Counting down the hits with Morain

by David Morain

1. Audioslave: Audioslave – It’s not quite the caliber of Rage Against The Machine, yet it’s still far and away better than anything else that came out this year. Chris Cornell’s voice leaves the listener wishing Zach de la Rocha would come back, but Tom Morello’s flawless musicianship saves the day.

2. Phantom Planet: The Guest – What do you get when you add a professional model (vocalist Alex Greenwald) and the kid from “Rushmore” (drummer Jason Schwartzman)? Some of the best new music of the decade. Though only “California” received radio airplay, the entire album contains gems that will ensure The Guest stays in your compact disc collection for years to come.

3. Something Corporate: Leaving Through The Window – Quintet from Anaheim show there is more to punk music than skateboards and bands with numbers (Blink 182 and Sum 41). Band can jam out with tunes like “Punk Rock Princess” and “If You C Jordan”, or take it slow with “Hurricane” and “Cavanaugh Park”. Best teen angst album of the year.

4. Ben Folds: Ben Folds Live – All the man needs is a piano and a venue, and Folds proves it in his first live CD since going solo. Hits like “Brick” and “Army” are present, as is a tasteful rendition of Elton John’s “Tiny Dancer”. You have to see him in concert to truly appreciate how he caters his style to suit the audience.

5. The White Stripes: White Blood Cells – Brother/sister combo from Detroit provide depth to the East-Village-rawk sound that has taken over the airwaves. Although the radio overplayed “Fell In Love With A Girl,” the truly great song on this album is “Dead Leaves And The Dirty Ground.” The White Stripes also have the most original videos of any band on this list.

6. Eyes Adrift: Eyes Adrift – After years out of the spotlight, former Nirvana bassist Krist Novoselic formed a power trio with Curt Kirkwood (Meat Puppets) and Bud Gaugh (Sublime) to form Eyes Adrift. “Alaska” and “Blind Me” are rock in its purest form with meaningful lyrics and driving melodies. This is definitely not an album I’d recommend to someone who gets his jollies from listening to Papa Roach or some other corporate puppet band.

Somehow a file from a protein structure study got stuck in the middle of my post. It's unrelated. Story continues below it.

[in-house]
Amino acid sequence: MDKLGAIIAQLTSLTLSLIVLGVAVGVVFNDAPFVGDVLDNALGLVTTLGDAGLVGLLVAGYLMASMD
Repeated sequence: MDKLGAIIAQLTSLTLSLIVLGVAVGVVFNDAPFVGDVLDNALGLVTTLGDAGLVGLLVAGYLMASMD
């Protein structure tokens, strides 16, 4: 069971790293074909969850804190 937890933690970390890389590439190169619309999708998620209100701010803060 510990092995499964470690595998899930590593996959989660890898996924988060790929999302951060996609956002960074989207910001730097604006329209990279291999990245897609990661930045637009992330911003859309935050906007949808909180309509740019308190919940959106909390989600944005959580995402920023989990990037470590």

7. Johnny Cash: American IV: The Man Comes Around – Despite contracting pneumonia three times in four years, the Man In Black found the strength to put out a new album in 2002. Many of the songs are renditions of other artists’ songs, but the force behind each and every note makes this a must have for any music fan. Perhaps most surprising is how good Trent Reznor’s “Hurt” can sound when it comes from Johnny Cash’s mouth.

8. Red Hot Chili Peppers: By The Way – No big surprise here as Flea and Anthony crank out more hits on their way to Rock & Roll Hall of Fame enshrinement. “Dosed” and “This Is The Place” are the best this album has to offer, while “Can’t Stop” will have you tapping out a bass line on the nearest table.

9. Pearl Jam: Riot Act – Seattle-based rock Gods are a little older and wiser, but no less musically talented on their seventh studio release. “Save You” and “Ghost” are two excuses to get bigger speakers. “Thumbing My Way” shows the maturity of Eddie Vedder.

10. The Used: The Used – The last place you’d look for good music is in Salt Lake City, but these crazy Mormons trade in their tabernacle for guitars, thus producing one of the freshest CDs of 2002. “The Taste Of Ink” got the most playtime, but the entire CD is loaded, including future hits like “A Box Full Of Sharp Objects” and “Poetic Tragedy.” The Used is definitely one to pick up for your collection.